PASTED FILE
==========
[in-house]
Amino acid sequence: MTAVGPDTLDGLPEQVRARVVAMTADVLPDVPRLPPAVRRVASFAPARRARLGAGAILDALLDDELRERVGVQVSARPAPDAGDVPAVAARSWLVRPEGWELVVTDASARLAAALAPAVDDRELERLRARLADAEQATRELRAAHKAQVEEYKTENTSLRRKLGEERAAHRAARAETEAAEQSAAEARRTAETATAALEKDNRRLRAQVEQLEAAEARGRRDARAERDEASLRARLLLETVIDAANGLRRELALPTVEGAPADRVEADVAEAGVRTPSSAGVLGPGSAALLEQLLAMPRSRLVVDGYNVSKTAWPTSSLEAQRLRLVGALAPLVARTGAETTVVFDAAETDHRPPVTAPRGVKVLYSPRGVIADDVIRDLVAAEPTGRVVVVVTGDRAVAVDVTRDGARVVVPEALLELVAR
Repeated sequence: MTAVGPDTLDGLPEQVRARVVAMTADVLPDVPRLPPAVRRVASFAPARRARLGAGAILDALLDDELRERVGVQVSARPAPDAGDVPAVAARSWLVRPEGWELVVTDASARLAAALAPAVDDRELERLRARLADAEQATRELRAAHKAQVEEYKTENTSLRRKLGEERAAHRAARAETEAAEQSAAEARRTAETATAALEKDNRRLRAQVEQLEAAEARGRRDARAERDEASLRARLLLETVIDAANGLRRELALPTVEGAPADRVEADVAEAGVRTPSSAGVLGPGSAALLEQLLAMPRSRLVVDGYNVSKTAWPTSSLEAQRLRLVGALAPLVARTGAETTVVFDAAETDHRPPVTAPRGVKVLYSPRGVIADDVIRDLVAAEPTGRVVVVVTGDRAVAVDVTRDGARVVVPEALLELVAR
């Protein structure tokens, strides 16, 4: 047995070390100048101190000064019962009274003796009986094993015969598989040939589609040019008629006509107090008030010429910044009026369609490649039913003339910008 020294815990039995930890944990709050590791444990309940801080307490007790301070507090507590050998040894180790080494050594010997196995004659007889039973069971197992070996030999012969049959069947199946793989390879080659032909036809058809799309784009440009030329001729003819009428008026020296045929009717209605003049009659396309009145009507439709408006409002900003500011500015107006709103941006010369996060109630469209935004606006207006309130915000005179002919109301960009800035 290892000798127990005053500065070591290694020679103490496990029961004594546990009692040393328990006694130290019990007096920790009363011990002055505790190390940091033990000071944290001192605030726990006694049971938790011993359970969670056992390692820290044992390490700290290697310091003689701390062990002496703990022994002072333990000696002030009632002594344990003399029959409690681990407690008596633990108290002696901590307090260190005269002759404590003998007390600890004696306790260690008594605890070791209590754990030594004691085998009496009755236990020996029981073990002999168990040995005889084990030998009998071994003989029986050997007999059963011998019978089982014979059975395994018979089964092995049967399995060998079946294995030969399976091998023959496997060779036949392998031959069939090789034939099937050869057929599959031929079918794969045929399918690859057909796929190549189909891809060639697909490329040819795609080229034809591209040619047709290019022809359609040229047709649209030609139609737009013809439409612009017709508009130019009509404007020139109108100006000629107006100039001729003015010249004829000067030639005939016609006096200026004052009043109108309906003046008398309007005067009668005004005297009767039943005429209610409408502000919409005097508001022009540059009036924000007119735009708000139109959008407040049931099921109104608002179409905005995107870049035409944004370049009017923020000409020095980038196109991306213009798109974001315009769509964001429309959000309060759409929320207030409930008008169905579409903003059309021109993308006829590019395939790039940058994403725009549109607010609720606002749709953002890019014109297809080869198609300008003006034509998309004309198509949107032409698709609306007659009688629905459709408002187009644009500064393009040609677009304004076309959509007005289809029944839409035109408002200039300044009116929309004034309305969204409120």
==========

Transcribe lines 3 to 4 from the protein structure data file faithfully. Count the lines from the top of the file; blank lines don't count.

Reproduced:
Repeated sequence: MTAVGPDTLDGLPEQVRARVVAMTADVLPDVPRLPPAVRRVASFAPARRARLGAGAILDALLDDELRERVGVQVSARPAPDAGDVPAVAARSWLVRPEGWELVVTDASARLAAALAPAVDDRELERLRARLADAEQATRELRAAHKAQVEEYKTENTSLRRKLGEERAAHRAARAETEAAEQSAAEARRTAETATAALEKDNRRLRAQVEQLEAAEARGRRDARAERDEASLRARLLLETVIDAANGLRRELALPTVEGAPADRVEADVAEAGVRTPSSAGVLGPGSAALLEQLLAMPRSRLVVDGYNVSKTAWPTSSLEAQRLRLVGALAPLVARTGAETTVVFDAAETDHRPPVTAPRGVKVLYSPRGVIADDVIRDLVAAEPTGRVVVVVTGDRAVAVDVTRDGARVVVPEALLELVAR
């Protein structure tokens, strides 16, 4: 047995070390100048101190000064019962009274003796009986094993015969598989040939589609040019008629006509107090008030010429910044009026369609490649039913003339910008 020294815990039995930890944990709050590791444990309940801080307490007790301070507090507590050998040894180790080494050594010997196995004659007889039973069971197992070996030999012969049959069947199946793989390879080659032909036809058809799309784009440009030329001729003819009428008026020296045929009717209605003049009659396309009145009507439709408006409002900003500011500015107006709103941006010369996060109630469209935004606006207006309130915000005179002919109301960009800035 290892000798127990005053500065070591290694020679103490496990029961004594546990009692040393328990006694130290019990007096920790009363011990002055505790190390940091033990000071944290001192605030726990006694049971938790011993359970969670056992390692820290044992390490700290290697310091003689701390062990002496703990022994002072333990000696002030009632002594344990003399029959409690681990407690008596633990108290002696901590307090260190005269002759404590003998007390600890004696306790260690008594605890070791209590754990030594004691085998009496009755236990020996029981073990002999168990040995005889084990030998009998071994003989029986050997007999059963011998019978089982014979059975395994018979089964092995049967399995060998079946294995030969399976091998023959496997060779036949392998031959069939090789034939099937050869057929599959031929079918794969045929399918690859057909796929190549189909891809060639697909490329040819795609080229034809591209040619047709290019022809359609040229047709649209030609139609737009013809439409612009017709508009130019009509404007020139109108100006000629107006100039001729003015010249004829000067030639005939016609006096200026004052009043109108309906003046008398309007005067009668005004005297009767039943005429209610409408502000919409005097508001022009540059009036924000007119735009708000139109959008407040049931099921109104608002179409905005995107870049035409944004370049009017923020000409020095980038196109991306213009798109974001315009769509964001429309959000309060759409929320207030409930008008169905579409903003059309021109993308006829590019395939790039940058994403725009549109607010609720606002749709953002890019014109297809080869198609300008003006034509998309004309198509949107032409698709609306007659009688629905459709408002187009644009500064393009040609677009304004076309959509007005289809029944839409035109408002200039300044009116929309004034309305969204409120």